The psalmist reminds us, “how good and wonderful it is when people live together in harmony, in unity.” It is not good that we should live separated, whether it’s due to red-lining or sheep being separated from goats. And, I would venture a guess that Jesus’ joy is not sparked by having to relay this kind of warning and judgment. Jesus’ methods render as exclusionary to our modern day ears, but being uncomfortable and challenged is okay- in fact it might be part of the path toward real joy, for all people- and not just for us as individuals. He is here to tell us there is more to life. And, it may not be compelling enough for television, but I think that’s what Marie Kondo and Shintoism are about, too. There is more joy in less- less stuff, but also less that separates us from one another.

The most interesting thing to me about this text is that Jesus speaks first to the nations. To the systems that benefit us but seem too impersonal and large to dismantle. But then, later on he speaks to us personally. I was hungry and you gave me food. I was thirsty and you gave me something to drink. There’s the realization that systems only have as much power as we give them. And what I choose to believe and do, who I choose to care about and make decisions on behalf of, not only decrease the distance between me and my neighbor, they renew my relationship to God.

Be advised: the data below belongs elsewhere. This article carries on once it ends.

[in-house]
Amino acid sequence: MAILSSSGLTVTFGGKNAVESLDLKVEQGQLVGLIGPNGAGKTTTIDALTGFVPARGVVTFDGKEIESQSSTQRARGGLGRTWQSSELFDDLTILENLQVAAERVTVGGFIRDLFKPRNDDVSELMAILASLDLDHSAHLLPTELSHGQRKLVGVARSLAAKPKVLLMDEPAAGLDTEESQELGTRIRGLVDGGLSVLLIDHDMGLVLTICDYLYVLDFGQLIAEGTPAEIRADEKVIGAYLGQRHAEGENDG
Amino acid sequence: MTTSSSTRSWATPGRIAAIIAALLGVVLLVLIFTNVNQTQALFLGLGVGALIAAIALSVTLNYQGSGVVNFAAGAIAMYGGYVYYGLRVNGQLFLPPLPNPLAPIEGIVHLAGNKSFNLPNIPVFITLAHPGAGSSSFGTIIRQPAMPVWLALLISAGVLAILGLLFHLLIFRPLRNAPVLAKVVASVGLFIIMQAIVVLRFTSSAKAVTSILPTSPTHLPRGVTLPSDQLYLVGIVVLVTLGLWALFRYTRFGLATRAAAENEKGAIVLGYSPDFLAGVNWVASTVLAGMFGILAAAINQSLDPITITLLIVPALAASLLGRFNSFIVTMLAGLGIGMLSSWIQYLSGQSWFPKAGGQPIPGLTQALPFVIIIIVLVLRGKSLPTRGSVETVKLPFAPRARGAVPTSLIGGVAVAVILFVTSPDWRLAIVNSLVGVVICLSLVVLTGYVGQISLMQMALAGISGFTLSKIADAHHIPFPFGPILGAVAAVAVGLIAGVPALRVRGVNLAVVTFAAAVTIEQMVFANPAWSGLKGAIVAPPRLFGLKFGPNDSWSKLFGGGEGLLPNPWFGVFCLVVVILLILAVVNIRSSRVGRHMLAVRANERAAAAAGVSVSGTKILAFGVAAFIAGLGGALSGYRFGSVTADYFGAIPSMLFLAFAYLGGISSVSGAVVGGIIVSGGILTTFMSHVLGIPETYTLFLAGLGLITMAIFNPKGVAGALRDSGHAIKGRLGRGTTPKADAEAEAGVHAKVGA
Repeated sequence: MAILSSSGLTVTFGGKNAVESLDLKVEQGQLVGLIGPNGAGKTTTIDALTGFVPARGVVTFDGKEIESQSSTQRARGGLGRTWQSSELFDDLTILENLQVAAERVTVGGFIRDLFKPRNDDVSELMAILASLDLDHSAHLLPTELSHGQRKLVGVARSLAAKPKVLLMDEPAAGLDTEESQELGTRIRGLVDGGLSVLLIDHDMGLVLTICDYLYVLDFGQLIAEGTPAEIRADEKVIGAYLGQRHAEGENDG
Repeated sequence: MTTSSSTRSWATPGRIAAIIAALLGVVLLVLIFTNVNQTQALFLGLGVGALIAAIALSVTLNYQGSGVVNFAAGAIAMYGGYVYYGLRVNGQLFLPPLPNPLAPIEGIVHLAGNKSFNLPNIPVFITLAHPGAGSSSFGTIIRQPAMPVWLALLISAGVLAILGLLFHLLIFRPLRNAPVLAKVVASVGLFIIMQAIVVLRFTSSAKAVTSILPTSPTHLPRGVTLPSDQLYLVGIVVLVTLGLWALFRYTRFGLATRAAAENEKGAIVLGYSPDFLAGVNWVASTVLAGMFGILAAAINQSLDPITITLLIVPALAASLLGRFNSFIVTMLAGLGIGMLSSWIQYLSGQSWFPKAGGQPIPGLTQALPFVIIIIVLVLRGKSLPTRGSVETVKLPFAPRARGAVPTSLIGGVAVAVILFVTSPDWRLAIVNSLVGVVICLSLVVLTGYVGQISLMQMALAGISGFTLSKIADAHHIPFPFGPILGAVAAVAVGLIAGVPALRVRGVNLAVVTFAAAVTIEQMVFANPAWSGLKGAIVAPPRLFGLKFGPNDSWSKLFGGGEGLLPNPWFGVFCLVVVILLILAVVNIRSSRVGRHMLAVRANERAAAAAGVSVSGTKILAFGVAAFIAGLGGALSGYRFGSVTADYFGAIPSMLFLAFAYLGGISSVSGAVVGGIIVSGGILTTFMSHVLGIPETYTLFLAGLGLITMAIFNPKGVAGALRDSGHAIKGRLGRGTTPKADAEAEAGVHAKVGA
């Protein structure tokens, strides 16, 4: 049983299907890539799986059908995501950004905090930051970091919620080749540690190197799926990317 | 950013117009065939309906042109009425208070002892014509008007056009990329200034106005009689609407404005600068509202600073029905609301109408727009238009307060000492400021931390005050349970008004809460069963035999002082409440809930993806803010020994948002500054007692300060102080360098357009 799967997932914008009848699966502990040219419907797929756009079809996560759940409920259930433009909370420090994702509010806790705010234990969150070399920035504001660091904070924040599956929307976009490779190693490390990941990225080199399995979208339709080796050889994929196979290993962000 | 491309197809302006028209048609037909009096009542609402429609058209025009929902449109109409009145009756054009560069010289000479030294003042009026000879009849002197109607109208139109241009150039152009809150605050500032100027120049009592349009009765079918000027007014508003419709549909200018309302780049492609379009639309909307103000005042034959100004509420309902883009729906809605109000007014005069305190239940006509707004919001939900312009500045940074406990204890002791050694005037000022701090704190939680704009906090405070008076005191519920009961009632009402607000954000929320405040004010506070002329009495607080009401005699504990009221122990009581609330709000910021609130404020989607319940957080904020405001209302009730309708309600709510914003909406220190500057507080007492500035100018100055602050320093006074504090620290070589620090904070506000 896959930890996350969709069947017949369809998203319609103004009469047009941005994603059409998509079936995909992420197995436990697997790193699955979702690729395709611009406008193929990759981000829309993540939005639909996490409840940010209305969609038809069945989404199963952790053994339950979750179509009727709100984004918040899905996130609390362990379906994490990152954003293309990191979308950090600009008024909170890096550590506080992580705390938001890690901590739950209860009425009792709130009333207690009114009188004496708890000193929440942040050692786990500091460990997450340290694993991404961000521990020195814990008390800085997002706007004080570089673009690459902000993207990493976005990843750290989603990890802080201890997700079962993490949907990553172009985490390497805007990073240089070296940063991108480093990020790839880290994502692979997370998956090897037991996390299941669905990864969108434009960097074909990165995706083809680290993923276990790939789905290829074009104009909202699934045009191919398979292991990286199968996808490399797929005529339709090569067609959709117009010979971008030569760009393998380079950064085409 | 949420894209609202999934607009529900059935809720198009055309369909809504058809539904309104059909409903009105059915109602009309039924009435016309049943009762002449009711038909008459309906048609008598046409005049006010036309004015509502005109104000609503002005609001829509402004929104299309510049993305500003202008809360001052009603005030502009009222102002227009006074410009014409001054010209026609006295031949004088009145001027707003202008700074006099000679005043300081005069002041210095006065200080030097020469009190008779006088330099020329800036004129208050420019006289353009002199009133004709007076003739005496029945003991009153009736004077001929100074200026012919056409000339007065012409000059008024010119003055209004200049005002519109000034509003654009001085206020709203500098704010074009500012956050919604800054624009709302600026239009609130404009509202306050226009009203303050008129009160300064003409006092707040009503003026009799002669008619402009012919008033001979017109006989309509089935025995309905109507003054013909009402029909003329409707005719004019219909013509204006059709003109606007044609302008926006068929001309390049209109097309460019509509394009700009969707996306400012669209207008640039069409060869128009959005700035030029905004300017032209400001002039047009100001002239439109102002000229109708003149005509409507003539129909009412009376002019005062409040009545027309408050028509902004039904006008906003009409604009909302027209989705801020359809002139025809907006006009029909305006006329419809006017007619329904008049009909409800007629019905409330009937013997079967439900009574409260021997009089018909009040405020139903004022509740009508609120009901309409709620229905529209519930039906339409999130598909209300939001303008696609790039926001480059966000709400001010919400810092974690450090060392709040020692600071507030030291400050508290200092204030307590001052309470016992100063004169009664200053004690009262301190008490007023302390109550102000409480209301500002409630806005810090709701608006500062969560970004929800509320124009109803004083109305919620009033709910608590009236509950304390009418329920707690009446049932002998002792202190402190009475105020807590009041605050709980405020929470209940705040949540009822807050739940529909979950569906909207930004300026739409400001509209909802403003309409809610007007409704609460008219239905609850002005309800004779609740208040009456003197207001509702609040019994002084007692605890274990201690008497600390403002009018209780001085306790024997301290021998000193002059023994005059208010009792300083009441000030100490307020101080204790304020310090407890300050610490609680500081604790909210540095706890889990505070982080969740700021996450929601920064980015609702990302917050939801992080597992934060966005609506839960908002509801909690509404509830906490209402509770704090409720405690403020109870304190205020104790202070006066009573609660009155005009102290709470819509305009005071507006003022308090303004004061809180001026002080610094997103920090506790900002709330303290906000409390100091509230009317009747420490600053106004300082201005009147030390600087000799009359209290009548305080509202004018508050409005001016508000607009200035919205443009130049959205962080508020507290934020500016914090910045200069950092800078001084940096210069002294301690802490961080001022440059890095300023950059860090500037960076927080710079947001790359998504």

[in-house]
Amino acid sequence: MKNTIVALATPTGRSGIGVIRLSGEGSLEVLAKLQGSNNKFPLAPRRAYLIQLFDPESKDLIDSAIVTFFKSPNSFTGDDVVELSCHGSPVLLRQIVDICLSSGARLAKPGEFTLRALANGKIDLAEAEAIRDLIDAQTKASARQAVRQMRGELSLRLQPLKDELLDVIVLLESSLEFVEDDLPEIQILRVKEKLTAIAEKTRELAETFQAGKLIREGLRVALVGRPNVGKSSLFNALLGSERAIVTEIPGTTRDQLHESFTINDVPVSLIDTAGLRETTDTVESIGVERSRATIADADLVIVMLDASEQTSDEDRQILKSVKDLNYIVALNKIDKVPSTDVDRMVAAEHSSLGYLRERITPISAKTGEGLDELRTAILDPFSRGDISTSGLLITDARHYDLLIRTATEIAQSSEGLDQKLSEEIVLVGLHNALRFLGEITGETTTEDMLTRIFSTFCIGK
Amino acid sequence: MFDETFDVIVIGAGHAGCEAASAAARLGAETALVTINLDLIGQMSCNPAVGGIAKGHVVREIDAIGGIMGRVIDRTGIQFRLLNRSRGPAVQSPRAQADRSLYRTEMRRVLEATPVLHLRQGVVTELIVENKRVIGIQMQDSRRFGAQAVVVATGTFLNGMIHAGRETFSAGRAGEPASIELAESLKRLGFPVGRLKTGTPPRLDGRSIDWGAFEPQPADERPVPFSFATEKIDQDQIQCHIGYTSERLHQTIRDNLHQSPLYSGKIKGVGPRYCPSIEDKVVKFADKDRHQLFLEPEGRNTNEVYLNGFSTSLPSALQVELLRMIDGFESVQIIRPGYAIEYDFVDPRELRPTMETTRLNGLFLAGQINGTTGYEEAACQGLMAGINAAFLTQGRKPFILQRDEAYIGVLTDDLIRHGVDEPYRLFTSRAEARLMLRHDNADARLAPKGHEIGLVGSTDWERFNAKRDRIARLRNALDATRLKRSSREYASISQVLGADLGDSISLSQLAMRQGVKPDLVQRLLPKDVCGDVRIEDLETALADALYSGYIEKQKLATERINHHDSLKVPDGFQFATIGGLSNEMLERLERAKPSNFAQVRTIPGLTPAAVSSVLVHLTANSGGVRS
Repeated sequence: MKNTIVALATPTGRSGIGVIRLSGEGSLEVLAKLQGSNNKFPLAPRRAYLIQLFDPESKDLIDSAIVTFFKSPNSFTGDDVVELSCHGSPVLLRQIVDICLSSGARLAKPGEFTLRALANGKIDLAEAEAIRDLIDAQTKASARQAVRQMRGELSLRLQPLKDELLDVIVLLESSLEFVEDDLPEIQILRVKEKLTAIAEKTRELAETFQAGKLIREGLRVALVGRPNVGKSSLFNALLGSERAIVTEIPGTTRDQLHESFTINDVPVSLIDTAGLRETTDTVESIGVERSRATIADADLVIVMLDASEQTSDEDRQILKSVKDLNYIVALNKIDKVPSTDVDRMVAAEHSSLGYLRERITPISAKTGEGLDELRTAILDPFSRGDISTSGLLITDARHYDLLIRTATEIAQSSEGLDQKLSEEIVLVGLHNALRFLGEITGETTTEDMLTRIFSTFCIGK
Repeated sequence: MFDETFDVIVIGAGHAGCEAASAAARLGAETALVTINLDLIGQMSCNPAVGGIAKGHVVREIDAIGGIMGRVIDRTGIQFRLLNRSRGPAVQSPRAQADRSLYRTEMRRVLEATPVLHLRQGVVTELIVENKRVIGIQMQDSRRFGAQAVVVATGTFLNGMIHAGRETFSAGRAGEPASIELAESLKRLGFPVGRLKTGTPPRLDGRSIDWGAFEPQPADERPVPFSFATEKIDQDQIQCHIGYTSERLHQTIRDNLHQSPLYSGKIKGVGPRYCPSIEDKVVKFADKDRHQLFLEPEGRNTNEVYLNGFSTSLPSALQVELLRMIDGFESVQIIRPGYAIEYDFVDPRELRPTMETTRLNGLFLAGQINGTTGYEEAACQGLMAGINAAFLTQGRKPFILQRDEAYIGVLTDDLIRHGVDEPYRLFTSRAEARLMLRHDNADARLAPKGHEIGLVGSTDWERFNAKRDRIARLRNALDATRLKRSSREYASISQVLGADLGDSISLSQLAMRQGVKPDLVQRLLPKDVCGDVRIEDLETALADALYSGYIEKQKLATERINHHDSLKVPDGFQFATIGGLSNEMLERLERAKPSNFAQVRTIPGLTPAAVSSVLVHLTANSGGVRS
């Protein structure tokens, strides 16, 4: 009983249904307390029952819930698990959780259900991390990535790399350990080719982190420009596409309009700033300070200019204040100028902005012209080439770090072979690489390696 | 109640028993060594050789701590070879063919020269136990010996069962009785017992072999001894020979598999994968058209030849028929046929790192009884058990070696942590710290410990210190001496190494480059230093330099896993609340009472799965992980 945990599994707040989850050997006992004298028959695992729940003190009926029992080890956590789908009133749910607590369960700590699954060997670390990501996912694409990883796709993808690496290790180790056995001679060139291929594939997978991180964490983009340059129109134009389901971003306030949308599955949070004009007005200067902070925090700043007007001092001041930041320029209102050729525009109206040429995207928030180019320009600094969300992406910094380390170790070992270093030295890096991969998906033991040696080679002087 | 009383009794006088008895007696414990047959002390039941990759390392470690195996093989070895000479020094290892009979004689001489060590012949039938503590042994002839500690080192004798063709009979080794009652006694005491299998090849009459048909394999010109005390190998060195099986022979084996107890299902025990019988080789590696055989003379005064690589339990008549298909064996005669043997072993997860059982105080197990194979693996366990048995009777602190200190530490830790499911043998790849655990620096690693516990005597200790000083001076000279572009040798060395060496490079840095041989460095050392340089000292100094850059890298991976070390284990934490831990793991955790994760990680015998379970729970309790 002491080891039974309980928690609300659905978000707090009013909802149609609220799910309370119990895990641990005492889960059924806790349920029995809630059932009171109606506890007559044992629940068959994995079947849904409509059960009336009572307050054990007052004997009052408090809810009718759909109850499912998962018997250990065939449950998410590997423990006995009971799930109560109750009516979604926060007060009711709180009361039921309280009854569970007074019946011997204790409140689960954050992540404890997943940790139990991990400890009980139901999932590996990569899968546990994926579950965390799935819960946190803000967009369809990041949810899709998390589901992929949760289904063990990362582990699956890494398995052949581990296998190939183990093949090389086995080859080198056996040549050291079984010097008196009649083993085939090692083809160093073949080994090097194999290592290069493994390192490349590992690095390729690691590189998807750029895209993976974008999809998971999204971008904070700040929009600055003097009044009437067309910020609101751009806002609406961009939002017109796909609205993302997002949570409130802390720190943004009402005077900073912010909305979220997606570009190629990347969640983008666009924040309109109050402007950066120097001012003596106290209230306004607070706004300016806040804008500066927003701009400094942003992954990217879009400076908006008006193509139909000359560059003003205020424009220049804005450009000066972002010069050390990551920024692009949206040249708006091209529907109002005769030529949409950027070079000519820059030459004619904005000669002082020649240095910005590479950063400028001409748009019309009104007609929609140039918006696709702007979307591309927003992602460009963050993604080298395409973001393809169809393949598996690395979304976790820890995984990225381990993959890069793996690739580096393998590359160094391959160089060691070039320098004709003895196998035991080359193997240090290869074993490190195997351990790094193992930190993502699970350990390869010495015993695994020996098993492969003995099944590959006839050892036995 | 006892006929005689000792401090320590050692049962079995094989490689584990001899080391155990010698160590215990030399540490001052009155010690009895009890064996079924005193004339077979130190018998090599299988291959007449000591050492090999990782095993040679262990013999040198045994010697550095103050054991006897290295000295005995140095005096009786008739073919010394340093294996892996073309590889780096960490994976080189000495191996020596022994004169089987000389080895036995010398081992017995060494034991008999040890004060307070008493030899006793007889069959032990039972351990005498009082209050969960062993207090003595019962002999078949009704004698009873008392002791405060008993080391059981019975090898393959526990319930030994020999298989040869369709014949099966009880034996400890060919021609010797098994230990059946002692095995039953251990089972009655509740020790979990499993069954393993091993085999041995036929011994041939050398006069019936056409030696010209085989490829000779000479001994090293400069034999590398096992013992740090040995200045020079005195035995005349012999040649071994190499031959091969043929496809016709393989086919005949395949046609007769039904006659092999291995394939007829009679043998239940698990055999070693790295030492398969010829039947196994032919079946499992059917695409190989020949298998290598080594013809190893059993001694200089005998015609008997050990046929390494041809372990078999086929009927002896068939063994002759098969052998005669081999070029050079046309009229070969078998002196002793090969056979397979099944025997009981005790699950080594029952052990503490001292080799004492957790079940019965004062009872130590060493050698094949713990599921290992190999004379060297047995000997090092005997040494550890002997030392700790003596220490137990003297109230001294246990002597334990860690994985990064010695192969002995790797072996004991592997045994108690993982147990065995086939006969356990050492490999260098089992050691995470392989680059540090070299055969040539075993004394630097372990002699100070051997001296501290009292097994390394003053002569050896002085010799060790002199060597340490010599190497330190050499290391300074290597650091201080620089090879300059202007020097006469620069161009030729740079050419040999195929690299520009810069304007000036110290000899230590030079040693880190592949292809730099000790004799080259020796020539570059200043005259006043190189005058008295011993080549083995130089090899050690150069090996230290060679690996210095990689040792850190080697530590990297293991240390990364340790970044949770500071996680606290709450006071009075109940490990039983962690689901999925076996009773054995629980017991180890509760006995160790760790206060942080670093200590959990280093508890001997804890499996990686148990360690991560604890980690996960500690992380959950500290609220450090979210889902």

Recently my colleague Alanna was talking about how those of us who navigate the world rather effortlessly have the opportunity to accompany those who don’t. Through this idea of accompanying one another she said we can do justice and mission. “You might understand better,” she said, “by remembering a time when you were accompanied.” Who helped you make your way from point A to point B, at some time in your life? Who continued to show up for you? You didn’t necessarily need to be hungry or naked, but you may have felt lost or alone. And someone was there beside you- a teacher, a youth group leader, the parent of a friend- someone showing you grace, mentoring you, praying for you. Now imagine yourself doing that for someone else. Maybe even tutoring a child, or delivering meals on wheels. Do these images of accompaniment spark joy? Do they feel like good news?

You know, Jesus himself was actually pretty simple, but he wasn’t a simpleton. He was telling people that the simplest gesture to those in need could close the gap between us, could cause whole systems to crumble and nations to be saved. Feed the hungry, give the thirsty something to drink. No need to overcomplicate. Because when we all have less, really, we all have more. Especially more joy. Thanks be to God. Amen.